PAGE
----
This is the first sustained discussion of methodological issues in economic geography in the last twenty years. It comprises an extended discussion of qualitative and ethnographic methods; an assessment of quantitative and numerical methods; an examination of post-structuralist and feminist methodologies; an overview of case-study approaches; and an inquiry into the relation between economic geography and other disciplines. With short, accessible, and engaging chapters, this is a critical assessment of qualitative and quantitative methods in economic geography.

Hybrid GIS and Cultural Economic Geography

Hybrid GIS and cultural economic geography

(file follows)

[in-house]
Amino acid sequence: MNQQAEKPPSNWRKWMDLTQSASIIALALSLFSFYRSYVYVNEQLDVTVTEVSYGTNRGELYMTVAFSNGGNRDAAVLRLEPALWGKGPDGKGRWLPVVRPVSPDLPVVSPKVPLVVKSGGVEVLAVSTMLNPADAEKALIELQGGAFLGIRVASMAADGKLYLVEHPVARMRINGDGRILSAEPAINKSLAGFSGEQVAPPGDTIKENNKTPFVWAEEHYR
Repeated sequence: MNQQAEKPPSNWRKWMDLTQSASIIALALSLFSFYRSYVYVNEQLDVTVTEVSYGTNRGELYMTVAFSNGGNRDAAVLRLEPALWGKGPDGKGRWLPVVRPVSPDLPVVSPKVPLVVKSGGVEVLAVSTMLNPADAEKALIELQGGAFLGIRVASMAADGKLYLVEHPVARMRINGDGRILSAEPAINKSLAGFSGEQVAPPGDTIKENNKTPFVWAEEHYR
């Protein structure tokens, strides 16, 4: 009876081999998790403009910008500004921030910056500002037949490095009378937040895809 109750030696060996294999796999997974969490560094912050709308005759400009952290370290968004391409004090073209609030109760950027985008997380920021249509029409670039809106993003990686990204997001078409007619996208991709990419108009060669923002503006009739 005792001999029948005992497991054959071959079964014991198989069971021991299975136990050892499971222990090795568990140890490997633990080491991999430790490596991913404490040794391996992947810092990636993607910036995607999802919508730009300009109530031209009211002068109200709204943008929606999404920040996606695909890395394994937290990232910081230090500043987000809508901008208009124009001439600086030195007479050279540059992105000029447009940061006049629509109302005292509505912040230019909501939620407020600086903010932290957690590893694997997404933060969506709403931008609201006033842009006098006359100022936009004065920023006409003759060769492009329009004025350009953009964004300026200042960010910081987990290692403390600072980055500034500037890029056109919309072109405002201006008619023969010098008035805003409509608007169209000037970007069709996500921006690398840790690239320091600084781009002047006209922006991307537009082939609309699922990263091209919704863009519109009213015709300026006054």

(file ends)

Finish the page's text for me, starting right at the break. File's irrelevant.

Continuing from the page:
In the late 1980s I conducted a study on the relationship between economic development and government technology policy in the (then) newly industrializing countries of Asia. The study adopted a qualitative case study approach, which involved archival research and fieldwork that included interviews with government officials responsible for development and technology policy. The project was for my Master's thesis with the Graduate School of Urban Planning at UCLA. It was informed by the work of my thesis advisers (Michael Storper and John Friedmann) and several geographers at UCLA (e.g., Susan Christopherson, Ed Soja and Allen Scott). After I filed my thesis, my path underwent an intriguing turn. I went to the University of California, ...

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